“Louise was an incredible student in the history of painting, and not just in modern abstraction. She admired a wide range of artists, including Chaim Soutine, Duccio, Titien and Agnès Martin. The commitment and discipline in his work is so clear; he brings this real presence of his technique, of his attention. She is very present in the work that way, ”said Powell.

Image of an abstract painting by Louise Fishman

Louise Fishman, “Untitled”, 2001. Acrylic and charcoal on paper. 30 1/8 x 22 1/4 inches.

Courtesy of the artist. © Louise Fishman

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The exhibition includes over 100 paintings and drawings, most of them from the Fishman Archives. Also included are loans from the Jewish Museum of New York, the JPMorgan Chase Art Collection, and private collectors. They cover a range of mediums including collage, oil and wax, thread, acrylic text, ink, charcoal, printmaking, oil stick, watercolor, and oil painting. tempera.

Image of an abstract work by Louise Fishman in the shape of a circle and colored in blues, greens and yellows.

Louise Fishman, “Pencil over 2 Colors”, by Leftover Colors, 1974. Acrylic on paper. 18 3/4 x 20 inches.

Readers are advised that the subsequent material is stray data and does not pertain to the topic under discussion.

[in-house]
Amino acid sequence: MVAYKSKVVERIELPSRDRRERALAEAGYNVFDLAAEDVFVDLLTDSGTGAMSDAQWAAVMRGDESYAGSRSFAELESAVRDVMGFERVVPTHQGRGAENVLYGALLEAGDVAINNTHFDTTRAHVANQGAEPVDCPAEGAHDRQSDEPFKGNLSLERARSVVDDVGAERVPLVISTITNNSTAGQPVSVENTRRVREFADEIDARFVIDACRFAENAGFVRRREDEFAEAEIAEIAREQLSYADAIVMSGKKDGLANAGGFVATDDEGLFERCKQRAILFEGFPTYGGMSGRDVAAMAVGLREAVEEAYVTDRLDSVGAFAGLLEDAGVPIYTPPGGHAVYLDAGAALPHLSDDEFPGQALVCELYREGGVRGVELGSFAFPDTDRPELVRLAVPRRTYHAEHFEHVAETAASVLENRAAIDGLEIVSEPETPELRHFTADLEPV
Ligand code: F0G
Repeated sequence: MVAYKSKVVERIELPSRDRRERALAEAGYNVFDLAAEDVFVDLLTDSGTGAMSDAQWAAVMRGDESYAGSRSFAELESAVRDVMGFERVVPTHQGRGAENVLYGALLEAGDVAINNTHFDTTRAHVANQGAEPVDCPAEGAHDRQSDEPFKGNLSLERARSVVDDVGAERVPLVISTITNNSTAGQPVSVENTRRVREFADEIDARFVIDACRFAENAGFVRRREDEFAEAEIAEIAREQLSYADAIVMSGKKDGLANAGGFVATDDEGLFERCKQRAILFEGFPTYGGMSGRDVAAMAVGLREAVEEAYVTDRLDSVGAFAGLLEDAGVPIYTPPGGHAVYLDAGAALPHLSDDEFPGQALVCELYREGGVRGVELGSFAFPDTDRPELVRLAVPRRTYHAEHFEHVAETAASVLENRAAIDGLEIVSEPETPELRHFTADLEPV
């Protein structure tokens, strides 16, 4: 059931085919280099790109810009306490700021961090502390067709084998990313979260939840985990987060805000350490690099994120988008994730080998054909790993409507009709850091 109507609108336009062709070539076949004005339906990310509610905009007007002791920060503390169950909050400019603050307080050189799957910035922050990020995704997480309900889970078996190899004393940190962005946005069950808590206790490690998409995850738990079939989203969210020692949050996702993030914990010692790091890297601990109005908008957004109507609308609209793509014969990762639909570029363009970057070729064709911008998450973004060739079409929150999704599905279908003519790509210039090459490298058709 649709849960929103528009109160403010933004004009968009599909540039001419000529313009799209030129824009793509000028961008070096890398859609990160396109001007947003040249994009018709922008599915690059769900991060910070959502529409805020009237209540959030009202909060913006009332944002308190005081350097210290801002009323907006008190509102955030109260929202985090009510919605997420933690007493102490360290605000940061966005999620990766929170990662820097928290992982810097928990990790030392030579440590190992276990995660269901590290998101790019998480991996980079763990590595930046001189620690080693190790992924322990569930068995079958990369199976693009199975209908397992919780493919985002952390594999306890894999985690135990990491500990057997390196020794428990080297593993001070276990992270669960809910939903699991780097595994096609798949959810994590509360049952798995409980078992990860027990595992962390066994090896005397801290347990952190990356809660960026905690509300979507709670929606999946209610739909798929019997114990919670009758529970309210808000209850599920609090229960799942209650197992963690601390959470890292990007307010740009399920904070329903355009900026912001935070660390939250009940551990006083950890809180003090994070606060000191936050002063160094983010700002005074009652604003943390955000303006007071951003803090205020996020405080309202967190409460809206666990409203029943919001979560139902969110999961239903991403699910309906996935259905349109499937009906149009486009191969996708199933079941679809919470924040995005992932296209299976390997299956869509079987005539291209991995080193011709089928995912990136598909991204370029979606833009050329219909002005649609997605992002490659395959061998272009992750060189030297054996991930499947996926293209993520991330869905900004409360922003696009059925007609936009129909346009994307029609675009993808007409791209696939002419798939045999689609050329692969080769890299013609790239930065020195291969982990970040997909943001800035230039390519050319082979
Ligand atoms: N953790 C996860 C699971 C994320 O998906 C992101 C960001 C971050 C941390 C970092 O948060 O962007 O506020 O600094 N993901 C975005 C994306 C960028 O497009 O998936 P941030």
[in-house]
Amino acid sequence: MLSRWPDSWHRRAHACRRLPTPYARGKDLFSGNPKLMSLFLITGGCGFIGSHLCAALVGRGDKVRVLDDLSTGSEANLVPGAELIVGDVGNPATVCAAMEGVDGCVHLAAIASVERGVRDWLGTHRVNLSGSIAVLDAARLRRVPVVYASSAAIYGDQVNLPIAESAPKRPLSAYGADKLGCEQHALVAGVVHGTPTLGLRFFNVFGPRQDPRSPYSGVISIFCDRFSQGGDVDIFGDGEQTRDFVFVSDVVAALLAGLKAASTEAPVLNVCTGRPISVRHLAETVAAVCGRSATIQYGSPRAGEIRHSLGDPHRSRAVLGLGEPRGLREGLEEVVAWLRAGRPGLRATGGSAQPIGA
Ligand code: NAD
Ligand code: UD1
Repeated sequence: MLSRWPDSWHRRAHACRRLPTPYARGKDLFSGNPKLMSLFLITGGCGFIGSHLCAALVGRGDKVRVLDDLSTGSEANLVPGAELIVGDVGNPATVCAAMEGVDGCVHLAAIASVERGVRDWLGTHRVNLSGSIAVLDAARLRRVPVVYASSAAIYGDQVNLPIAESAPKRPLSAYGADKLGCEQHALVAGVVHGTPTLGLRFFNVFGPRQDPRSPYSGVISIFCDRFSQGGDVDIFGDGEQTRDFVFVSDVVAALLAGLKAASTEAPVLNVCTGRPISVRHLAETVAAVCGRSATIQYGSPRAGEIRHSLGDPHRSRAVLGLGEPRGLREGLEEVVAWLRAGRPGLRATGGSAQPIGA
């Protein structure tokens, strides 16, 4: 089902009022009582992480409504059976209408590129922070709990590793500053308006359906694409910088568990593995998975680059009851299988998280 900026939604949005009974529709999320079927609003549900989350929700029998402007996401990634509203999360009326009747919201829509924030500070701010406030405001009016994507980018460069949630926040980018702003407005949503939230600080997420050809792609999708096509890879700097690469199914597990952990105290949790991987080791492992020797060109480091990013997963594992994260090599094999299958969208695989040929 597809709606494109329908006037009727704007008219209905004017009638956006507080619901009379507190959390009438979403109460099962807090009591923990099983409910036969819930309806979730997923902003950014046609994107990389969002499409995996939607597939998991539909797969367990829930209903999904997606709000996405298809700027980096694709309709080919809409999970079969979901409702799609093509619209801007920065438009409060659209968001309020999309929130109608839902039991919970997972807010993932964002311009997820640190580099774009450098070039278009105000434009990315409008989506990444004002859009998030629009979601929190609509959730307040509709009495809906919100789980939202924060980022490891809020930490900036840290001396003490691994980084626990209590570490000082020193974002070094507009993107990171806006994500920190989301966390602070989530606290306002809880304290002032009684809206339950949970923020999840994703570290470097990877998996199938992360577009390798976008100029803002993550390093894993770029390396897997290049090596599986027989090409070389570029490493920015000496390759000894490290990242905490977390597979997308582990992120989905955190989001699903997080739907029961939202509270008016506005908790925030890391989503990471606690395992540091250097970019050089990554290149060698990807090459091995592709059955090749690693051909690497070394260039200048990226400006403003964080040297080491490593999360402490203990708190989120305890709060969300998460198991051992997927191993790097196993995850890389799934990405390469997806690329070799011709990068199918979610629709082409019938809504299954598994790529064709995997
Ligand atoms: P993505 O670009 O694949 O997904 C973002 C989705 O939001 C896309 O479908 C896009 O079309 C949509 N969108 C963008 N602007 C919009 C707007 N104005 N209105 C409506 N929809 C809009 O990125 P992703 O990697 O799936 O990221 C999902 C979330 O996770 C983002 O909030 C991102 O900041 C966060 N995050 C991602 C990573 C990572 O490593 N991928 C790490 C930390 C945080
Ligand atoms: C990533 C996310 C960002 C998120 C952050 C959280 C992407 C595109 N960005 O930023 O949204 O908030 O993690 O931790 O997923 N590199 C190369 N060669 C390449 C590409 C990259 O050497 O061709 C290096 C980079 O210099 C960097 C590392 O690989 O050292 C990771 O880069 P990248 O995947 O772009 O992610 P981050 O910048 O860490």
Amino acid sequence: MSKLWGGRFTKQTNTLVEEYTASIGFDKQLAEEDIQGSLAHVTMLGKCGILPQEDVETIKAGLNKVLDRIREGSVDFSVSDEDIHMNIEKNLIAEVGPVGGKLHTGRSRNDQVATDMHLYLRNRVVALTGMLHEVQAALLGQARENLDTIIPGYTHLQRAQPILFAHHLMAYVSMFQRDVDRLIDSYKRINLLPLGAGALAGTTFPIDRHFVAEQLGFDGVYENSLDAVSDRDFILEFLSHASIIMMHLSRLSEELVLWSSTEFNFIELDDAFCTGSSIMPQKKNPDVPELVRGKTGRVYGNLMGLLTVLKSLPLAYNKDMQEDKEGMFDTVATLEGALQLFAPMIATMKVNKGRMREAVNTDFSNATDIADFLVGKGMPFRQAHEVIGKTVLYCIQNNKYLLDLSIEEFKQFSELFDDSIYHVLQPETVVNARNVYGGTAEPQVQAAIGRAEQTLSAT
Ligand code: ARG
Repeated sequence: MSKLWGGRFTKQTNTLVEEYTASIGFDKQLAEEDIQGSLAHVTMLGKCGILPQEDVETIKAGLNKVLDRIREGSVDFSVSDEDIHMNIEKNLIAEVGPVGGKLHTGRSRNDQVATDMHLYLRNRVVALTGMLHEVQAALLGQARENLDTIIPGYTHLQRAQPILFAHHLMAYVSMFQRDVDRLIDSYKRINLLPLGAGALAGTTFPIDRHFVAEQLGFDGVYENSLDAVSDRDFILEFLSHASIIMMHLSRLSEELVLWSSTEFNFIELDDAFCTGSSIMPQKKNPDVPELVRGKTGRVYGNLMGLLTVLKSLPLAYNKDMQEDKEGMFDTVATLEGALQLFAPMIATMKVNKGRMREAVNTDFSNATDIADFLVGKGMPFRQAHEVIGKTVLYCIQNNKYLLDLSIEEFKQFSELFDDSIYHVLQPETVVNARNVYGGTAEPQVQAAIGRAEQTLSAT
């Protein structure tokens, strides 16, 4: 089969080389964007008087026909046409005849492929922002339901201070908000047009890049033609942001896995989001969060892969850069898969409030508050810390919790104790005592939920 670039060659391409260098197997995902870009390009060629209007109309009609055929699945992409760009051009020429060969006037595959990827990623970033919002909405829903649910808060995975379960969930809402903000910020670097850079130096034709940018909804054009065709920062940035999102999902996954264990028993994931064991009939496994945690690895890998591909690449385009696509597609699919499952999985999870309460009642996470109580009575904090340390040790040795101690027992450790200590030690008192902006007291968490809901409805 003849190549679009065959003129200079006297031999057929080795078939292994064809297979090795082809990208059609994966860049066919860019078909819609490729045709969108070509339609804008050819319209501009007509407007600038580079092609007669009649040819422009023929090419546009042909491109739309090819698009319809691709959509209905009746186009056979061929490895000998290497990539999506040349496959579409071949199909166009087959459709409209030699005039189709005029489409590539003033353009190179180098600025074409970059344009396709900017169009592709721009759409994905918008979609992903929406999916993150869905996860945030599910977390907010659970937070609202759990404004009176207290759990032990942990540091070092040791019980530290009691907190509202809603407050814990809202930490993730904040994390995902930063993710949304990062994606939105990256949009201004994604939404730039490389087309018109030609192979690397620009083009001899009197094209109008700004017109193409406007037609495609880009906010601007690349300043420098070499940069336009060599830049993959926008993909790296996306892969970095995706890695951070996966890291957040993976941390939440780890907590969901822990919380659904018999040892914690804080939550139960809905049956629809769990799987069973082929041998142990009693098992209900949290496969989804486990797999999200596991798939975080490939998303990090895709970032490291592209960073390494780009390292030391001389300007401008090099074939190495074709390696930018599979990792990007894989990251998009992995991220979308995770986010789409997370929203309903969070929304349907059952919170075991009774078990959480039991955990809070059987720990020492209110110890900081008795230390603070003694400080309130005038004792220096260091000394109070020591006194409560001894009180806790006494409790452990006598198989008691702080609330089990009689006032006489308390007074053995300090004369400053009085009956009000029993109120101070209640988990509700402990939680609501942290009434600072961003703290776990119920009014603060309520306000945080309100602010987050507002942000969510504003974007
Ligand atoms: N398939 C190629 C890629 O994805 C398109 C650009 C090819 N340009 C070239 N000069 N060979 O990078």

Courtesy of the artist. © Louise Fishman

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Fishman’s works on paper experiment with the various artistic processes she also used in her large-scale paintings, including grids, transfers, and dedications. The works refer to Fishman’s Jewish, lesbian and feminist identities, and they reflect his social conscience and his study of Buddhism. Many are dedicated to the women of her community of lesbian artists, writers, academics, friends, lovers and her spouse.

Fishman was well known as a painter, but not for her drawings, Seydl said.

“His designs are truly an eye opener,” he said. “For many artists, drawings are preparatory to painting, but these are more personal, private and complex in a different way. Many aspects of her are manifested through her designs, and they are also amazing works of art.

Image of an abstract collage by Louise Fishman which is a detail of